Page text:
Irish EV owners will soon have to pay for all public charging points

8 Jul 2020

ESB Ecars charging points like this will no longer be free from 10 August. Image: © mrnovel80/

ESB Ecars has announced that from 10 August, standard public EV charging points in cities, towns and villages will no longer be free to use.

For 10 years electric vehicles (EVs) in Ireland have been able to avail of standard 22kW public charging points for free. But the new pricing plan revealed by operator ESB Ecars has shown this will end on 10 August.

These charging points dotted across cities, towns and villages in Ireland will have two price plans.

Those availing of the pay-as-you-go model will pay 26.8c per kWh. Meanwhile, those who pay a monthly subscription of €4.60 will receive a reduced charge of 23c per kWh.

So far, ESB Ecars said that it has achieved more than 11,000 sign-ups to the subscription service.

While charging was initially free on these points to encourage the uptake of EVs, ESB Ecars said that this new pricing structure will help fund the planned €20m investment in the national public charging network.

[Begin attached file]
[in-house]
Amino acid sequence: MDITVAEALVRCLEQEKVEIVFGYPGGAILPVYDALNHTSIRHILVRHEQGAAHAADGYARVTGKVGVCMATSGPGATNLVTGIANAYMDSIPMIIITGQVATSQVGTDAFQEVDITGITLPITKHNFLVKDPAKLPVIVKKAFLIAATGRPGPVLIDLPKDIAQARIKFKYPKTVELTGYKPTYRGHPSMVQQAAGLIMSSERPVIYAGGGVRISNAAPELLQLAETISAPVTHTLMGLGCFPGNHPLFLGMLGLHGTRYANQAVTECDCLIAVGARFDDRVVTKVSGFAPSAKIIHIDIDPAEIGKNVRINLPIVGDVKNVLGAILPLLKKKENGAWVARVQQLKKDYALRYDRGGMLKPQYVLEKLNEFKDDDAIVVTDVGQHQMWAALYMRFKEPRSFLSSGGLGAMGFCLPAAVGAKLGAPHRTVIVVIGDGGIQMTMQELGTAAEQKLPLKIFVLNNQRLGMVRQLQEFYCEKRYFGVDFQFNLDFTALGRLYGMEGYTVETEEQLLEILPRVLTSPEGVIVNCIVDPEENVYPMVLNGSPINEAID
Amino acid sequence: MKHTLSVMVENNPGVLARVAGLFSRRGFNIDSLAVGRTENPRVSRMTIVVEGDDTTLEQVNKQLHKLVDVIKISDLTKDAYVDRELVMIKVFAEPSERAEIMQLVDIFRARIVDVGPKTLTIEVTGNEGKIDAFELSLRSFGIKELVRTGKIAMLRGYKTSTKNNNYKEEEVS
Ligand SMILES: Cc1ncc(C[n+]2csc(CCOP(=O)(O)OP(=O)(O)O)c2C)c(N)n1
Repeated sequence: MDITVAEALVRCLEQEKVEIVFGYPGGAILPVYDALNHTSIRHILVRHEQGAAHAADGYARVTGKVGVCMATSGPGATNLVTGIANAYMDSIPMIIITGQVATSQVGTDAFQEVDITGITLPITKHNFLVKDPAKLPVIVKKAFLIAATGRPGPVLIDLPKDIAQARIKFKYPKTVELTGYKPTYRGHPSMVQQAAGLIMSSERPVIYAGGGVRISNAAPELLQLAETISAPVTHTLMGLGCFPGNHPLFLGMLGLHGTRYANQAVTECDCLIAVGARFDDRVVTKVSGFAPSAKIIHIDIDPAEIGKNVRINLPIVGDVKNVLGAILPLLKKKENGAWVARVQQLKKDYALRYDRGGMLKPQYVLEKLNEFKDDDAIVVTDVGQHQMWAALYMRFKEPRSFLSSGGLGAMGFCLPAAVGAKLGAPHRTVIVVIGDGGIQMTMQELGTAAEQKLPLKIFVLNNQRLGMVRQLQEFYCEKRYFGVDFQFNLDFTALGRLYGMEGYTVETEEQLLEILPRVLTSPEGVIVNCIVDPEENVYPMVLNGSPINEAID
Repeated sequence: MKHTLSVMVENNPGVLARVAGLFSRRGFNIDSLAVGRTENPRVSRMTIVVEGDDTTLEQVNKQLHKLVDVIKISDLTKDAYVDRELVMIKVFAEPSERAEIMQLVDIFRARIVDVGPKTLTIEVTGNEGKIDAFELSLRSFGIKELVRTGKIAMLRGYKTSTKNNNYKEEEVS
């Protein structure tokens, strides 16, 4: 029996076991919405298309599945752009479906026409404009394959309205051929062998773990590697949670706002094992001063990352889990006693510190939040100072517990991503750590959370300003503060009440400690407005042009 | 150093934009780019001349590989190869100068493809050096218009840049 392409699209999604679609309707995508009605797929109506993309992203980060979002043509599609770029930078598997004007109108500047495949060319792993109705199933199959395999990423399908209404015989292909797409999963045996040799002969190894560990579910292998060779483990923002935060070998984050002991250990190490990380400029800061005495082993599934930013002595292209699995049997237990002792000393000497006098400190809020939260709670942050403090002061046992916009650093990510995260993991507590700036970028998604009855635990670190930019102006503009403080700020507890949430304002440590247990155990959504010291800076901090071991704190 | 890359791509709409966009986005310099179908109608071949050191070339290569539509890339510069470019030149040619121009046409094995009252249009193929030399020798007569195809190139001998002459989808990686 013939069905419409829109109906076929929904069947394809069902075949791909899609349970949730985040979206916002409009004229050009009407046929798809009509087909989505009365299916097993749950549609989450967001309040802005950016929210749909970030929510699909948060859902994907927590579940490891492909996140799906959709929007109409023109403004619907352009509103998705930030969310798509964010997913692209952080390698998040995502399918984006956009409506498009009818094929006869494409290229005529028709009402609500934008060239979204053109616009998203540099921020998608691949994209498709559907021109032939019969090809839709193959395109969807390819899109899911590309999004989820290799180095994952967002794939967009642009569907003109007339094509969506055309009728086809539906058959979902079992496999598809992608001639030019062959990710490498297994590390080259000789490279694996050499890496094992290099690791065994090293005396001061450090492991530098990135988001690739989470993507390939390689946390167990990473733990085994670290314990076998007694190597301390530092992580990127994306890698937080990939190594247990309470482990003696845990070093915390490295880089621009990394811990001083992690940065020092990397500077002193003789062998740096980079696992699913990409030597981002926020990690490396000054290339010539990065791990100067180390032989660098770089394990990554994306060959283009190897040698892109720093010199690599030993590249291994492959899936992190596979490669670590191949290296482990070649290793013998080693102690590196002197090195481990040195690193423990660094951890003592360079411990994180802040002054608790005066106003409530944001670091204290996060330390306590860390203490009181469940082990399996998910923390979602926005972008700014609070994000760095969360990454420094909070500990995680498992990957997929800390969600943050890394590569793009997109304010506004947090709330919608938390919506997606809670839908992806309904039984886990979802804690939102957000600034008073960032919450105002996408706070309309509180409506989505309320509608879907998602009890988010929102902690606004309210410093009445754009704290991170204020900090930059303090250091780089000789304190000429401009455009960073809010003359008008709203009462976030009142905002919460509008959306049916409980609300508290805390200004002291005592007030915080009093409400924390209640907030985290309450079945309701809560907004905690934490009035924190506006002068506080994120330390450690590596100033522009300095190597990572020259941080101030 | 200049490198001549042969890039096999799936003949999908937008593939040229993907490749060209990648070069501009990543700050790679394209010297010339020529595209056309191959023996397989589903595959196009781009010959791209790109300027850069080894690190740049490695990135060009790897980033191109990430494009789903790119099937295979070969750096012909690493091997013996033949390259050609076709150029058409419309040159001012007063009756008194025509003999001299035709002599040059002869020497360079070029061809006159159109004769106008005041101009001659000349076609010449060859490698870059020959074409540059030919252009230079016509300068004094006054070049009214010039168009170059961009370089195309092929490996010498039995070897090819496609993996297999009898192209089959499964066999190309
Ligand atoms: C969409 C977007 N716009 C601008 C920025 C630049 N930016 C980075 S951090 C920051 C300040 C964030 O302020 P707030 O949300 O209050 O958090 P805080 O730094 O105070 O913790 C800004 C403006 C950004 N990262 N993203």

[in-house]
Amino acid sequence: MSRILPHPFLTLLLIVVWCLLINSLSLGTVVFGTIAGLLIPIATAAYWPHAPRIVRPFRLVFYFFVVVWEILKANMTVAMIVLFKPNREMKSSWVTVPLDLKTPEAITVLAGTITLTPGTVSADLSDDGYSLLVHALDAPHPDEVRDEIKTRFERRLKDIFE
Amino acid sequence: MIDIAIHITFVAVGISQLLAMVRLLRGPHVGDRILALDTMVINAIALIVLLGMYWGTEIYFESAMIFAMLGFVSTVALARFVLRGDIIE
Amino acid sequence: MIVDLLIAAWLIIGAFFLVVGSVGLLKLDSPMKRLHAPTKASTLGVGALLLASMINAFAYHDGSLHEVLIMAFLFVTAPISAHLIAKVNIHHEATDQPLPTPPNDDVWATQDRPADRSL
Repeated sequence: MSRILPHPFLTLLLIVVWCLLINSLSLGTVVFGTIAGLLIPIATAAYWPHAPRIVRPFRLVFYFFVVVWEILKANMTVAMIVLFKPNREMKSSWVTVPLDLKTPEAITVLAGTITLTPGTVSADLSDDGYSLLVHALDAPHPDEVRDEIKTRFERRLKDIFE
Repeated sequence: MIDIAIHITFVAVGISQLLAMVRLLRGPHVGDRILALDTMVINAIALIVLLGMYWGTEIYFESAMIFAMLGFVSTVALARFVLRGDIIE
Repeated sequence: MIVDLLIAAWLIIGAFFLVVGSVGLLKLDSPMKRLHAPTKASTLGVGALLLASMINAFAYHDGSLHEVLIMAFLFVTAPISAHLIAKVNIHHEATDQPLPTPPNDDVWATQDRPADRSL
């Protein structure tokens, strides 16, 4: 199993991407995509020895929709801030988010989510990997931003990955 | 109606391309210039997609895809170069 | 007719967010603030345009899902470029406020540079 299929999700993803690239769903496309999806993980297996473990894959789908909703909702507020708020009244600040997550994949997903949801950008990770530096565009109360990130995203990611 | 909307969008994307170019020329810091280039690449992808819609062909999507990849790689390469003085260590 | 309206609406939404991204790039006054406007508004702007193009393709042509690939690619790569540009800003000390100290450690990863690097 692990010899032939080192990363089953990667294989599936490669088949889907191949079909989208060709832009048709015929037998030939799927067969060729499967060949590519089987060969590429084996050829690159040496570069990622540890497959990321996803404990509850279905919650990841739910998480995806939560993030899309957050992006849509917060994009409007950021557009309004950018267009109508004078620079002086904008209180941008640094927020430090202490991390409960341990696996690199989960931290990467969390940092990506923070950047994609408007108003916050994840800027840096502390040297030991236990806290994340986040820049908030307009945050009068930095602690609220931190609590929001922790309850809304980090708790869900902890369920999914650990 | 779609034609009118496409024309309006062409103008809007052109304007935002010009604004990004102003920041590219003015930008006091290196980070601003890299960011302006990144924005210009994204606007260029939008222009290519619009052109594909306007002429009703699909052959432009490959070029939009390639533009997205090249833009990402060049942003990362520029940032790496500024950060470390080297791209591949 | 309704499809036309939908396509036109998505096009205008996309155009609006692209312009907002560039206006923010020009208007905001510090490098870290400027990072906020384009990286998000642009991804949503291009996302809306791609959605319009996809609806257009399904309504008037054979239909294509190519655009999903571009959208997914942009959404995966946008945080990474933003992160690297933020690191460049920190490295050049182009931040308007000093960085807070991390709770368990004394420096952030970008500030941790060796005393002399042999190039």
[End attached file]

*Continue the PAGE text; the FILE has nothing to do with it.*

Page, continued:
150 new charge points

Last November, it was announced that fast-charging points across the country would receive their own pricing structure. With a 50kW capacity, these charging points were installed along major roadways to recharge an EV faster than the more commonly available standard charging points. Since then, more than 150 additional standard charging points have been installed across the country.

“We all know that climate action is a priority for all of us and that electric vehicles play a key role in the move to clean, low-carbon transport,” said Niall Hogan, head of ESB Ecars.

“That’s why ESB is committing €20m to upgrading and expanding the public charging network for EVs and why we’ve introduced pricing on a phased basis to support that investment in clean transport.”

The introduction of pricing means that it will likely encourage EV owners to only use the charging points for top-ups rather than as part of a daily full charge.

ESB Ecars’ estimates for how much it will cost someone to use public charging points is based on the assumption that 85pc of an EV’s battery will be charged at home.

Colm Gorey was a senior journalist with Silicon Republic